Scientists have discovered a new way to test for the presence of a fatal brain disease, CJD, which will allow doctors to detect the disorder far earlier than previous methods and with greater accuracy. The study has been published in the New England Journal of Medicine.
Cretutzfeldt-Jakob Disease (CJD) is a rare, fatal neurodegenerative disease caused by an unusual infectious agent called a prion. Prions are misfolded proteins that trigger normal, correctly folded counterpart proteins to also misfold, which are then strung together into long amyloid fibers. This misfolding spreads like wildfire across the brain, resulting in rapid disease progression.
Initial symptoms of CJD can be difficult to interpret. For example, sufferers may experience depression or personality changes. As the disease progresses and more of the brain becomes destroyed by this mass of misfolded proteins, other symptoms start to appear such as blindness and memory loss. By this stage, which is usually around 1 year after infection, death is imminent. The extent of damage by these protein aggregates is so severe that the brains of the deceased look like a sponge.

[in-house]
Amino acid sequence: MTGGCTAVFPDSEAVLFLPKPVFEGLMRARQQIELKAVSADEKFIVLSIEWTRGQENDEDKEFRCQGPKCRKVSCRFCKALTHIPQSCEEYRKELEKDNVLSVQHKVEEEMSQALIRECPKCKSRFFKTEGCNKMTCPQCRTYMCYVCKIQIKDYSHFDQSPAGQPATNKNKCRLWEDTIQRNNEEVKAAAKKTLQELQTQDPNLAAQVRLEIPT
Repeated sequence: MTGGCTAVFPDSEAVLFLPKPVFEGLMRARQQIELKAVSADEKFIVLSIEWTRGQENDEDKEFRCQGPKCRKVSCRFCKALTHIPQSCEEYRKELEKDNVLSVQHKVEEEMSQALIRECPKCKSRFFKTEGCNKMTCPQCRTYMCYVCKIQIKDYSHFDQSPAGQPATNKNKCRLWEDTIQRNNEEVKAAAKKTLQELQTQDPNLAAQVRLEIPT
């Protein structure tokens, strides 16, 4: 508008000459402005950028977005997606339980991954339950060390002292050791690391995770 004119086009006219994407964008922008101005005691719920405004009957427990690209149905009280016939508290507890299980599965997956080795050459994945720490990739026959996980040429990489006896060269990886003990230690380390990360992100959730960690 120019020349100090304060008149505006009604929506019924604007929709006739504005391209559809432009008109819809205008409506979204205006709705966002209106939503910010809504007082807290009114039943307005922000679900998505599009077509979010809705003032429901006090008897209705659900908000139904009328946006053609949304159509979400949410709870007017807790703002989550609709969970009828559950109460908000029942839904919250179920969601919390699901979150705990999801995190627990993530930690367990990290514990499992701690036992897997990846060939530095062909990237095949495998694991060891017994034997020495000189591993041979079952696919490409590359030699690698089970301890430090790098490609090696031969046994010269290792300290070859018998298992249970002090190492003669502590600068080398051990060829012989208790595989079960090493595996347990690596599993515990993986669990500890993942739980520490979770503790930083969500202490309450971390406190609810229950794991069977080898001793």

While the disease is incurable at present, early diagnosis can help prevent the spread of disease to others via exposure to spinal fluid and nervous tissue and also helps rule out other diseases with similar symptoms. The current diagnostic test, called RT-QulC, is invasive and involves removing cerebrospinal fluid (CSF) from patients and mixing it with normally folded proteins. If prions are present, they quickly cause these proteins to misfold and aggregate into insoluble amyloid fibers. This test has proved extremely useful in the past, but unfortunately it misses between 10-20% of cases.
The new test still relies on RT-QulC, but samples are taken from brushings of the very top of the nasal cavity where olfactory neurons, cells involved in our sense of smell, are found. When this technique was compared with the old method on the same patients, the researchers discovered that it was significantly more sensitive. More specifically, the new method identified 97% of cases, whereas the old method only picked up 77%.
While the new sample collection technique is likely to be uncomfortable and not without some pain, it is less invasive than removing CSF which is an added benefit to patients. Furthermore, since prions appear in olfactory neurons long before the CSF, this new technique should allow diagnosis at a much earlier stage.
As mentioned, since there is currently no cure for the disease, unfortunately earlier diagnosis is not going to improve patient outcome. However, it does reduce the chances of transmitting the disease to others, which is important.
[Header image "Prion Protein Fibrils," by NIAID, via Flickr, used in accordance with CC BY 2.0]